We study the behaviour of individuals with different geographic origins interacting in a same public good game. We exploit the peculiar composition of the experimental sample to compare the performance of groups where individuals have mixed origins to homogeneous groups. We find that, despite the absence of any geographic framing, mixed groups exhibit significantly lower contributions. We also find that cooperation levels differ significantly across geographic origins, in line with the existing literature. This is explained by a different impact of coordination opportunities, such as communication, as we show by manipulating them. Our results point towards integration as a crucial aspect for the economic development of intercultural societies. They also confirm that, rather than being explained just by the differences in institutions and economic opportunities, the Italian North-South divide embeds elements of distrust, prejudice and a consequent path dependence in the level of social capital.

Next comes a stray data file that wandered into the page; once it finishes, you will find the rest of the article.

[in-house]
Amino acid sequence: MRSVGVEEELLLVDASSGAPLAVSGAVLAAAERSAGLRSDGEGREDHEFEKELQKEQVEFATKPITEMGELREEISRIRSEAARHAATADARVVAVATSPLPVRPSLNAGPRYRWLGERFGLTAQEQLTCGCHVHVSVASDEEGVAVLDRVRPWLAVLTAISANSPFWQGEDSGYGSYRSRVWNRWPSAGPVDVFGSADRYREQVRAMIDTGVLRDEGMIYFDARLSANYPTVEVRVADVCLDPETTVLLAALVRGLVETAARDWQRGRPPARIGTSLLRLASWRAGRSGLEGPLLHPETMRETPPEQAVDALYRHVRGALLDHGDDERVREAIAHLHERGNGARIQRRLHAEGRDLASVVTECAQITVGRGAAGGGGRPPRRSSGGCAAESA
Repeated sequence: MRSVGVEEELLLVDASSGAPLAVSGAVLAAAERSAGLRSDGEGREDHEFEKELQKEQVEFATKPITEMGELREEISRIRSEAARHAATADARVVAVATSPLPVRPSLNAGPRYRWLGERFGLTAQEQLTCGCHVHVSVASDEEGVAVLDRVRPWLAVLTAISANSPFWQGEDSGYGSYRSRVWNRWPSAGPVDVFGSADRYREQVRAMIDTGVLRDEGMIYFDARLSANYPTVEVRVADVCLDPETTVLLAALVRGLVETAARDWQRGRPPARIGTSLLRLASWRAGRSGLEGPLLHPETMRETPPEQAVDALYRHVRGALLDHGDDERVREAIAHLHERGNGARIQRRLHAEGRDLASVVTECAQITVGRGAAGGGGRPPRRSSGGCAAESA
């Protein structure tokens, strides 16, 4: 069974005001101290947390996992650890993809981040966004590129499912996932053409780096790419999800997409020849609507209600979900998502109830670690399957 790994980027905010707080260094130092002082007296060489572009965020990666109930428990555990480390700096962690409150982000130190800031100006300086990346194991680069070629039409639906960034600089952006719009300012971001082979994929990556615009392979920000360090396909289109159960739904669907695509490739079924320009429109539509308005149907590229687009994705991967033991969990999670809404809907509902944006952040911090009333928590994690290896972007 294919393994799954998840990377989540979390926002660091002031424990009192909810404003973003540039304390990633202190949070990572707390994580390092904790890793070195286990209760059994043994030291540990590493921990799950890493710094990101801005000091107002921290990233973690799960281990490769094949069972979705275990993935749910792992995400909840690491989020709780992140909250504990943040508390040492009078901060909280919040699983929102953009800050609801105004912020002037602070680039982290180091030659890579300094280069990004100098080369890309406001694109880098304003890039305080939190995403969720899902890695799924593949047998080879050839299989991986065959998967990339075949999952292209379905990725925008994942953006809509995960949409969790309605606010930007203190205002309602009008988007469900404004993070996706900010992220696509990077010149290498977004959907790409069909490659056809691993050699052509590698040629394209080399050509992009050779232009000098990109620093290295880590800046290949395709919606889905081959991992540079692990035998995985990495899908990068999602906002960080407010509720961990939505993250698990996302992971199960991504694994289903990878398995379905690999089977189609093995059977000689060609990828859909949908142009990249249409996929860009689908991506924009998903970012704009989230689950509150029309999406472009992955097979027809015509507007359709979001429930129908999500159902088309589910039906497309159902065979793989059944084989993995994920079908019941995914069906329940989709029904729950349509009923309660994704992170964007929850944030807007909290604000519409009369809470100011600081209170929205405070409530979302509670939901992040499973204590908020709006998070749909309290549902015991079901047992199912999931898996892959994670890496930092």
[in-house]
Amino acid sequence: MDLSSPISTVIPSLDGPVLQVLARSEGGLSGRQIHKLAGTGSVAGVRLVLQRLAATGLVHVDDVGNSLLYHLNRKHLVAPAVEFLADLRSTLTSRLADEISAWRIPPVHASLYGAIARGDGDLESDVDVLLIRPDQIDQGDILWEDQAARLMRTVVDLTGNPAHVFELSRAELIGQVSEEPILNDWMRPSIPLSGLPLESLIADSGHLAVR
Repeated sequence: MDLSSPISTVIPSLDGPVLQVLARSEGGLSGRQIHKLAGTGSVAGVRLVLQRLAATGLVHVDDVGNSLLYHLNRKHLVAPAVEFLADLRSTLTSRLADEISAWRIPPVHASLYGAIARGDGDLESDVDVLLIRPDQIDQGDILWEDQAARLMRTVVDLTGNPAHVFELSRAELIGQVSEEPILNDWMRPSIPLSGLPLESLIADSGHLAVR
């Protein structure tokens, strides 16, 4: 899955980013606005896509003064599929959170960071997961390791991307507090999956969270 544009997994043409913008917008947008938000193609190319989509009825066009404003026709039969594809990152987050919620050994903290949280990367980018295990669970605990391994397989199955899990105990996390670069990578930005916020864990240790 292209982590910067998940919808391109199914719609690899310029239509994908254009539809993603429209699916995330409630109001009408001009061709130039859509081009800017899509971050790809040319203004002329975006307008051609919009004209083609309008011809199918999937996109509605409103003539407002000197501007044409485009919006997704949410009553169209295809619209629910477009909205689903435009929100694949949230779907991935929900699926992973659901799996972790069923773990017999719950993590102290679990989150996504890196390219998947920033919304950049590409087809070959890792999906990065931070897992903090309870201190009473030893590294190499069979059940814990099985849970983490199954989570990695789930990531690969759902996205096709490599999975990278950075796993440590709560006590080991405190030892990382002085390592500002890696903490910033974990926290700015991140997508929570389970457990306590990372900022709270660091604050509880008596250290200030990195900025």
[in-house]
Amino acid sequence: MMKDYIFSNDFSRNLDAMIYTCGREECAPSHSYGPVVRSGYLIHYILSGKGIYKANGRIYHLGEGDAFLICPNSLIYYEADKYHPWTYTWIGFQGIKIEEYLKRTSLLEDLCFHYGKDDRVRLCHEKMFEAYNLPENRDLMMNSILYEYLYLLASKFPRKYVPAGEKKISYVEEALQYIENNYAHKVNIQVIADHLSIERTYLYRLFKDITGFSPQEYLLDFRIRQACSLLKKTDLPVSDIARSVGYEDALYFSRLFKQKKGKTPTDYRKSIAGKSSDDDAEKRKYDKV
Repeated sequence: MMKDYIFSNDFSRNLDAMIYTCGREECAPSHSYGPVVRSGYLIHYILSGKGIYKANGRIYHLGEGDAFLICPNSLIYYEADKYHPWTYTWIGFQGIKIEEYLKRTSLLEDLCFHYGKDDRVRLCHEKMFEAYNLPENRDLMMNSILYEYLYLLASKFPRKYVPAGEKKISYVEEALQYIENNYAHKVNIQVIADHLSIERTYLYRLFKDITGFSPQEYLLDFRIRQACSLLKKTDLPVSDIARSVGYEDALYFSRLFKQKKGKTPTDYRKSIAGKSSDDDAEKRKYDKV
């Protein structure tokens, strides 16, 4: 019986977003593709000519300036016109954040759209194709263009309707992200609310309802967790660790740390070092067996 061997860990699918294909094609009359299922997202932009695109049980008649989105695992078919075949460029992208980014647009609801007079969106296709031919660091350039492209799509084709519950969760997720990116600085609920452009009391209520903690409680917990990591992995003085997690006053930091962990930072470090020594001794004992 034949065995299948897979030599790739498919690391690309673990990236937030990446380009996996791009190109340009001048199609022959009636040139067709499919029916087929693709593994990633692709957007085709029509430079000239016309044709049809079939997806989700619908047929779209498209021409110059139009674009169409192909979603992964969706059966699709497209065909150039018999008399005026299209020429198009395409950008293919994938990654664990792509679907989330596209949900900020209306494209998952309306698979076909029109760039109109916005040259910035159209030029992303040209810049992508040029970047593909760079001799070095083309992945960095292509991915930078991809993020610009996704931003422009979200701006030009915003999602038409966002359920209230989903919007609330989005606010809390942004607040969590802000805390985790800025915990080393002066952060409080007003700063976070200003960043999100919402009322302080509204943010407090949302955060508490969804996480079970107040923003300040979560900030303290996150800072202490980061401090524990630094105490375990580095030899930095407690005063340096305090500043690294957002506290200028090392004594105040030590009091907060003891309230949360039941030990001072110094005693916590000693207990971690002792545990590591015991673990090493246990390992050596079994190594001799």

- public good, cooperation, social capital, cultural differences, lab experiment